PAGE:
Alocasia baginda is one of many Alocasia varieties commonly grown as houseplants. Since the 1950s, these dragon plants, or dragon scale plants as they are sometimes known, have been grown within many homes. They are prized for their lush, exotic emerald green leaves with scale-like appearance.
The blooms of the Alocasia Baginda are just as beautiful as the foliage, though they are not the primary reason to grow these plants. The flowering season begins around late spring or early summer.
This plant is native to Southern Asia and Eastern Australia. It is a rhizomatous plant, which is a part of the Alocasia genus and the Araceae family – a tropical plant whose natural habitat is the rainforest. It can grow to around 31 to 70 inches tall.
The most important things to look at to understand where and how to grow Alocasia baginda are:
- Temperature and humidity
- Soil/ potting mix requirements
Alocasia baginda in its natural habitat can be found under a canopy of bigger trees and plants. We should mimic those rainforest conditions as closely as we can inside our homes when trying to grow these plants.
So we should grow this plant in indirect or filtered sunlight. The foliage if exposed to direct sunlight will be scorched, and the browning of leaves and its eventual death. Indirect but bright sunlight is your best shot at keeping the dragon scale plant happy.
Temperature And Humidity
To prevent this Alocasia losing or not reaching its full beauty, you need to ensure that your plant is kept away from hot or cold drafts. The ideal temperature for an Alocasia Baginda is 61℉ to 81℉ (anything outside this range can result in stunted growth or eventual death).
The plant does better where there is higher humidity. Mist the plant, fill a pebbles tray with water and place the plant above it, and/or group houseplants together to raise humidity levels when the air is dry inside your home. Or grow your dragon plant in a more humid part of your home.
Soil/ Potting Mix
Alocasia baginda favors well-drained, moist soil, with a slightly acidic pH between 5.5 and 6.5.
It is best for environmental reasons to choose a peat-free potting mix. If the soil appears to be too heavy, then it is recommended that you add one part of horticultural grit or sand to the mix.
Whilst it is easy to care for the Alocasia baginda, be careful because these plants tend to be very sensitive when the environmental conditions are not quite right. The plant’s sensitivity can extend to minerals such as chlorine and calcium, even to excessive salts.
Ensure that you always use a balanced fertilizer and watering must be done with water low in chlorine or spots begin to appear on the leaves.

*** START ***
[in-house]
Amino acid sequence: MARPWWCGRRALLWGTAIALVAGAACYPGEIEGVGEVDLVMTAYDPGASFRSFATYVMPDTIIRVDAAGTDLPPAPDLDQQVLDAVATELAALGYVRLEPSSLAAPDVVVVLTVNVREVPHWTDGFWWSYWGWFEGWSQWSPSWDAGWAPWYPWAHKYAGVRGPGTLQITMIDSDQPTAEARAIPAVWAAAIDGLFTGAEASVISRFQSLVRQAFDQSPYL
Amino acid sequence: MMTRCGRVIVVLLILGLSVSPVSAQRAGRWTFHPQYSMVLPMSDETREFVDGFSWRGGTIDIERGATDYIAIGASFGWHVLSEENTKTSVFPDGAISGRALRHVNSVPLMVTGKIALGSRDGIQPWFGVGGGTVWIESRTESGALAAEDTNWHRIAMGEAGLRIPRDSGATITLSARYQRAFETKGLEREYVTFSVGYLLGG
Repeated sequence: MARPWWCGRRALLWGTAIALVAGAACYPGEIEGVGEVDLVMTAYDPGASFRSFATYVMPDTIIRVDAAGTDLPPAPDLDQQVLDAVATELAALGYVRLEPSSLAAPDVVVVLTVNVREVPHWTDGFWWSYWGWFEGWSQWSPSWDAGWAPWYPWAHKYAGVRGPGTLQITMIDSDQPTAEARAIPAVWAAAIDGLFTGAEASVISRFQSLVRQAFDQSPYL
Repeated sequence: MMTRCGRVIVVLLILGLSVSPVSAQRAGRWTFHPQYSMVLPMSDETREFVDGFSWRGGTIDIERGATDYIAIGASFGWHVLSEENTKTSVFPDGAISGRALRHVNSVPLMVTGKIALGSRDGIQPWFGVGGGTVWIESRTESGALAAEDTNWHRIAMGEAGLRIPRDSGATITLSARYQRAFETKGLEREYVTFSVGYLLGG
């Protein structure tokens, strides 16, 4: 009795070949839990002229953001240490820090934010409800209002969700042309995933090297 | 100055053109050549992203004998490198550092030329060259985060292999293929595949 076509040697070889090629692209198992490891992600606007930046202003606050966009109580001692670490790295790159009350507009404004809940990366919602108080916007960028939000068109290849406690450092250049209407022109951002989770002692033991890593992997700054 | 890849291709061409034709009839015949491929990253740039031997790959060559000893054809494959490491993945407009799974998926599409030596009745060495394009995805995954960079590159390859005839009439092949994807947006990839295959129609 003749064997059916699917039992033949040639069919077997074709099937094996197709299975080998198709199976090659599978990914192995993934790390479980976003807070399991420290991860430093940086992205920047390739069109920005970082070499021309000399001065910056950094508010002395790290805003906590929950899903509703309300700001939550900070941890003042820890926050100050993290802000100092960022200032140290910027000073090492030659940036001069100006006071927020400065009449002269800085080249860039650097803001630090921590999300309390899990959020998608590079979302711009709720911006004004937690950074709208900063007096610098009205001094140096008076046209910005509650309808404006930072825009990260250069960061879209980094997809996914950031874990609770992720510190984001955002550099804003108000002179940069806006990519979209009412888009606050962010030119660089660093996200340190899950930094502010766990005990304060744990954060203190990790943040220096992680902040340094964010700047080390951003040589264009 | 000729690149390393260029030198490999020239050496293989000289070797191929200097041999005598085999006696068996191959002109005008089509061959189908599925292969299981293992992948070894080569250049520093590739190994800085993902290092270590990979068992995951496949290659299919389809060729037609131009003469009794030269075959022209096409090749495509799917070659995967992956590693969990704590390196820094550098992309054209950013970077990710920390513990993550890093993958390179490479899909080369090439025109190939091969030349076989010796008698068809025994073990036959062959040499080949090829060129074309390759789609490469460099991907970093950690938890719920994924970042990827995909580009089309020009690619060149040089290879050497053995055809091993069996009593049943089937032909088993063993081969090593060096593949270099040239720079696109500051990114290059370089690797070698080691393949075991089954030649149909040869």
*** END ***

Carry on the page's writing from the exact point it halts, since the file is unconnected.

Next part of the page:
Water to maintain soil moisture throughout the growing season, but make sure excess water can drain away freely. Water much less in the coldest part of the year. Try to water at the base of the plant and avoid wetting the leaves.
A sweating Alocasia is a sign that its potting soil is too moist; although the plant favors moist environments, it detests sitting in an overly moist one.
You won’t need to feed these plants as much as many others. Unless growth is poor and the plant seems weak, feeding once every six weeks or so with a dilute, balanced organic houseplant feed should be sufficient. Feed only in spring and summer and not during the period of dormancy over the winter months.
Propagating Dragon Scale Plant
It is important to note that the Alocasia Baginda cannot be reproduced through cuttings of its leaves or stem but through its offset and clumps (produced by the plant). It is propagated by splitting and cultivating the offsets independently. Mid-spring is the best propagation time.
Frequent repotting is inadvisable and not required. Alocasia baginda will do just fine when root-bound. If there arises a need for repotting, then it should be done in the spring season; at this time the dragon plant is just exiting its dormant phase. You should take note that repotting becomes very necessary when the plant has outgrown its pot. A common symptom to know when this happens is the yellowing of leaves.
Common Pests And Diseases
The dragon scale does encounter a few problems with the likes of spider mites and mealybugs. Treating when infested by these is easy. Soap or a simple organic insecticidal spray on the leaves of the affected plant will clear the problem.
Other problems that affect the Alocasia baginda include leaf spot – this causes black or dark brown spots to appear on the leaves. These spots are sometimes rimmed by yellow. Addressing under or over watering will often help with this issue.
The Alocasia Baginda needs more water compared to other Alocasia species and may droop due to a water shortage/ underwatering. It may also be drooping because it does not get enough light. Nutrient deficiency is also another reason, so ensure that you fertilize the plant so it gets enough needed nutrients.
Before you choose to grow Alocasia baginda as a houseplant, note that it is poisonous to humans. The plant contains toxins that can cause skin irritation and a burning sensation in the mouth and throat. Ingestion may also lead to severe consequences like respiratory problems, swallowing difficulty, and even seizures.
Cats are generally not affected by the plant but it can still pose some risk to them and it can be deadly to other pets like dogs; it can make them ill due to a substance called calcium oxalates. If ingested in high quantities, it could lead to kidney failure.